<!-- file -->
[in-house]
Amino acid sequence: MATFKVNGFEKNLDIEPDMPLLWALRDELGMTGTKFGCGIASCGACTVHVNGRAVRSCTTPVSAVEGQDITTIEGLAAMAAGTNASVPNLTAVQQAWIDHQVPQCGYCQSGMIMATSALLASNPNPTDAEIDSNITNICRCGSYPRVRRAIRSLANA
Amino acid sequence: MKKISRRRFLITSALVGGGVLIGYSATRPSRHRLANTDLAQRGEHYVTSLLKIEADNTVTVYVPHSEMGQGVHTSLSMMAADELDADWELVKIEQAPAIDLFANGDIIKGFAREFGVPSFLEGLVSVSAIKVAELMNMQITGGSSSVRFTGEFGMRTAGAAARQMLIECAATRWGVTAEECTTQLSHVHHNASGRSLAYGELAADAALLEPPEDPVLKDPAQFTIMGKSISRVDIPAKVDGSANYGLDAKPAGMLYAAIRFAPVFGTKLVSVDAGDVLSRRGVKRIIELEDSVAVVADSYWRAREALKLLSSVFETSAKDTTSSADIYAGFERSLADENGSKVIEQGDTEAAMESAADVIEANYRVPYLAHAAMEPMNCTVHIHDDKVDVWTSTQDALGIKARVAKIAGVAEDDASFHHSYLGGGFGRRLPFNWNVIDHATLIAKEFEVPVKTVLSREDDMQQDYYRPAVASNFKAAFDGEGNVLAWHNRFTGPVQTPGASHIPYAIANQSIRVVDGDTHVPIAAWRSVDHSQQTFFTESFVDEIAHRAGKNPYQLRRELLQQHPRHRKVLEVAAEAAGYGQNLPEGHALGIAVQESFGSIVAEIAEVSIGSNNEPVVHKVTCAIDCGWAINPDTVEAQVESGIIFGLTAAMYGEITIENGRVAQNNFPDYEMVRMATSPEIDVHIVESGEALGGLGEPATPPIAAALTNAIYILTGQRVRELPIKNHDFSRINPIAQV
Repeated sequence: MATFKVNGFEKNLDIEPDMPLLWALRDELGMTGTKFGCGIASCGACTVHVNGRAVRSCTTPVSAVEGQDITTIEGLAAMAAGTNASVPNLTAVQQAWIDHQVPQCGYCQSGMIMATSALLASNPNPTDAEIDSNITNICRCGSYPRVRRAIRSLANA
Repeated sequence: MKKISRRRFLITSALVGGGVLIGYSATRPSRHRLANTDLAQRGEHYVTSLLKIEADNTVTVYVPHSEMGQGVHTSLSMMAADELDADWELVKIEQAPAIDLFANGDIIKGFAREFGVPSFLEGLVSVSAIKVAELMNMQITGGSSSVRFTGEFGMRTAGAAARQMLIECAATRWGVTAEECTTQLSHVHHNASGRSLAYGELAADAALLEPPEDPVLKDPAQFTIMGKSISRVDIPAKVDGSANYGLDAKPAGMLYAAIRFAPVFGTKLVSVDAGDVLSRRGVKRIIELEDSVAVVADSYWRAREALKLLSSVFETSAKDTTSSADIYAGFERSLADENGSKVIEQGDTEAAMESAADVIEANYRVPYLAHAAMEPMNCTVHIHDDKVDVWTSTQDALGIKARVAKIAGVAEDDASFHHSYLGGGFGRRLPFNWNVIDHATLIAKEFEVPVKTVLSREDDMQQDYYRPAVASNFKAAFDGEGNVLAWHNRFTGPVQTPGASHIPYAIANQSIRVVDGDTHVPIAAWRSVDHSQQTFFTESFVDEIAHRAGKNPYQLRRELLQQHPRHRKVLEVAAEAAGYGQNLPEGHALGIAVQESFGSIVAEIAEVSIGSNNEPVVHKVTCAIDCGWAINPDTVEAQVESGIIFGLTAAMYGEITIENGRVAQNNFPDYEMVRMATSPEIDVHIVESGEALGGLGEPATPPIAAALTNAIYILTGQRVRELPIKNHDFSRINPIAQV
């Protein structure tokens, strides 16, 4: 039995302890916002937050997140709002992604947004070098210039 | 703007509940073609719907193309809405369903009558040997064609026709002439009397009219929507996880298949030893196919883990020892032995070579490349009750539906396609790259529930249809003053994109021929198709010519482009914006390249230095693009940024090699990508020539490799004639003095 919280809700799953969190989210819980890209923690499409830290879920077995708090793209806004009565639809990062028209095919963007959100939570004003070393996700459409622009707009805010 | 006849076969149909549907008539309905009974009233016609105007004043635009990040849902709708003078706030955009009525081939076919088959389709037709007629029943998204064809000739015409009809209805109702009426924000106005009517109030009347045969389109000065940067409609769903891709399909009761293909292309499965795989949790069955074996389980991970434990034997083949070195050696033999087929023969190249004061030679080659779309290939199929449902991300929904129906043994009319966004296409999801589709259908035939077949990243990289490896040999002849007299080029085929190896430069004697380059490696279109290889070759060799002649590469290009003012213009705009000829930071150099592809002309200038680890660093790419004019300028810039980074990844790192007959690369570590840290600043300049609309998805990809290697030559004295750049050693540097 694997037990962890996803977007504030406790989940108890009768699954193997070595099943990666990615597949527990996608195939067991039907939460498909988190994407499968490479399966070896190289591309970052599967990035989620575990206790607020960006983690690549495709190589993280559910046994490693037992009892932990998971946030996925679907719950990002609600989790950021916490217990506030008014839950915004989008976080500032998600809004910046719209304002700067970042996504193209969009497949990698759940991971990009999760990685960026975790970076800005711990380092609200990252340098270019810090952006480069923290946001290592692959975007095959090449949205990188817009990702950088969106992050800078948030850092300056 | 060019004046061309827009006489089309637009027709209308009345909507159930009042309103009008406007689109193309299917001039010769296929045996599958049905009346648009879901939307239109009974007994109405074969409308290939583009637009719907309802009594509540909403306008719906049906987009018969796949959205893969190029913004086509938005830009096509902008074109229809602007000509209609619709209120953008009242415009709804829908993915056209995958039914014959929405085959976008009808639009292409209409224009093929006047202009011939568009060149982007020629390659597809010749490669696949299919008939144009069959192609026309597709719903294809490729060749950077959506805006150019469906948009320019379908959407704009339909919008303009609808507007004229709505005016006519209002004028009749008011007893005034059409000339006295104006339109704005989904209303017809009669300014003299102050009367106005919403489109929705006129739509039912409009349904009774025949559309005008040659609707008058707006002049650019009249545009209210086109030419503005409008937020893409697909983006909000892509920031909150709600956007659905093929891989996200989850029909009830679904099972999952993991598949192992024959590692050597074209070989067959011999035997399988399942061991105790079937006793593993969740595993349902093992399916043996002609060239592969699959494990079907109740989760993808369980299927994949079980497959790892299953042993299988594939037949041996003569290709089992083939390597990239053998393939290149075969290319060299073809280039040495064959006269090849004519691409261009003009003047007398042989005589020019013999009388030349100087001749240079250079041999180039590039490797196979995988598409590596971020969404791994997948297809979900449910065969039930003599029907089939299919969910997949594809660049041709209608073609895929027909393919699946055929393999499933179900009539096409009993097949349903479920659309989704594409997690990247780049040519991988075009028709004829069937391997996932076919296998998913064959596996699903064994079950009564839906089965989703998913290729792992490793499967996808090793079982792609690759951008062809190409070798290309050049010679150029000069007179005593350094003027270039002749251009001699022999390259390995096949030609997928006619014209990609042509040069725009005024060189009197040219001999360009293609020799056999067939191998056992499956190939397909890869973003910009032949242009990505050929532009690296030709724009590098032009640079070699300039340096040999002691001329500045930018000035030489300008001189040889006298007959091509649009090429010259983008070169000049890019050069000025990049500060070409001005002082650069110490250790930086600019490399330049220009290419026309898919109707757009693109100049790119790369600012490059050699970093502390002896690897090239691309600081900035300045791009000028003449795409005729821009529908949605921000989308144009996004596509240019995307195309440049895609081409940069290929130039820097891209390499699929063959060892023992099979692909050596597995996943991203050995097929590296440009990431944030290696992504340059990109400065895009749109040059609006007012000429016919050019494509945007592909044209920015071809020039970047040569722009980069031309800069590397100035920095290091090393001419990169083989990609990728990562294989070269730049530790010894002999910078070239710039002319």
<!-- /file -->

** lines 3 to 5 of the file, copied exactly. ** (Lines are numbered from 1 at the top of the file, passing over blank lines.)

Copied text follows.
Amino acid sequence: MKKISRRRFLITSALVGGGVLIGYSATRPSRHRLANTDLAQRGEHYVTSLLKIEADNTVTVYVPHSEMGQGVHTSLSMMAADELDADWELVKIEQAPAIDLFANGDIIKGFAREFGVPSFLEGLVSVSAIKVAELMNMQITGGSSSVRFTGEFGMRTAGAAARQMLIECAATRWGVTAEECTTQLSHVHHNASGRSLAYGELAADAALLEPPEDPVLKDPAQFTIMGKSISRVDIPAKVDGSANYGLDAKPAGMLYAAIRFAPVFGTKLVSVDAGDVLSRRGVKRIIELEDSVAVVADSYWRAREALKLLSSVFETSAKDTTSSADIYAGFERSLADENGSKVIEQGDTEAAMESAADVIEANYRVPYLAHAAMEPMNCTVHIHDDKVDVWTSTQDALGIKARVAKIAGVAEDDASFHHSYLGGGFGRRLPFNWNVIDHATLIAKEFEVPVKTVLSREDDMQQDYYRPAVASNFKAAFDGEGNVLAWHNRFTGPVQTPGASHIPYAIANQSIRVVDGDTHVPIAAWRSVDHSQQTFFTESFVDEIAHRAGKNPYQLRRELLQQHPRHRKVLEVAAEAAGYGQNLPEGHALGIAVQESFGSIVAEIAEVSIGSNNEPVVHKVTCAIDCGWAINPDTVEAQVESGIIFGLTAAMYGEITIENGRVAQNNFPDYEMVRMATSPEIDVHIVESGEALGGLGEPATPPIAAALTNAIYILTGQRVRELPIKNHDFSRINPIAQV
Repeated sequence: MATFKVNGFEKNLDIEPDMPLLWALRDELGMTGTKFGCGIASCGACTVHVNGRAVRSCTTPVSAVEGQDITTIEGLAAMAAGTNASVPNLTAVQQAWIDHQVPQCGYCQSGMIMATSALLASNPNPTDAEIDSNITNICRCGSYPRVRRAIRSLANA
Repeated sequence: MKKISRRRFLITSALVGGGVLIGYSATRPSRHRLANTDLAQRGEHYVTSLLKIEADNTVTVYVPHSEMGQGVHTSLSMMAADELDADWELVKIEQAPAIDLFANGDIIKGFAREFGVPSFLEGLVSVSAIKVAELMNMQITGGSSSVRFTGEFGMRTAGAAARQMLIECAATRWGVTAEECTTQLSHVHHNASGRSLAYGELAADAALLEPPEDPVLKDPAQFTIMGKSISRVDIPAKVDGSANYGLDAKPAGMLYAAIRFAPVFGTKLVSVDAGDVLSRRGVKRIIELEDSVAVVADSYWRAREALKLLSSVFETSAKDTTSSADIYAGFERSLADENGSKVIEQGDTEAAMESAADVIEANYRVPYLAHAAMEPMNCTVHIHDDKVDVWTSTQDALGIKARVAKIAGVAEDDASFHHSYLGGGFGRRLPFNWNVIDHATLIAKEFEVPVKTVLSREDDMQQDYYRPAVASNFKAAFDGEGNVLAWHNRFTGPVQTPGASHIPYAIANQSIRVVDGDTHVPIAAWRSVDHSQQTFFTESFVDEIAHRAGKNPYQLRRELLQQHPRHRKVLEVAAEAAGYGQNLPEGHALGIAVQESFGSIVAEIAEVSIGSNNEPVVHKVTCAIDCGWAINPDTVEAQVESGIIFGLTAAMYGEITIENGRVAQNNFPDYEMVRMATSPEIDVHIVESGEALGGLGEPATPPIAAALTNAIYILTGQRVRELPIKNHDFSRINPIAQV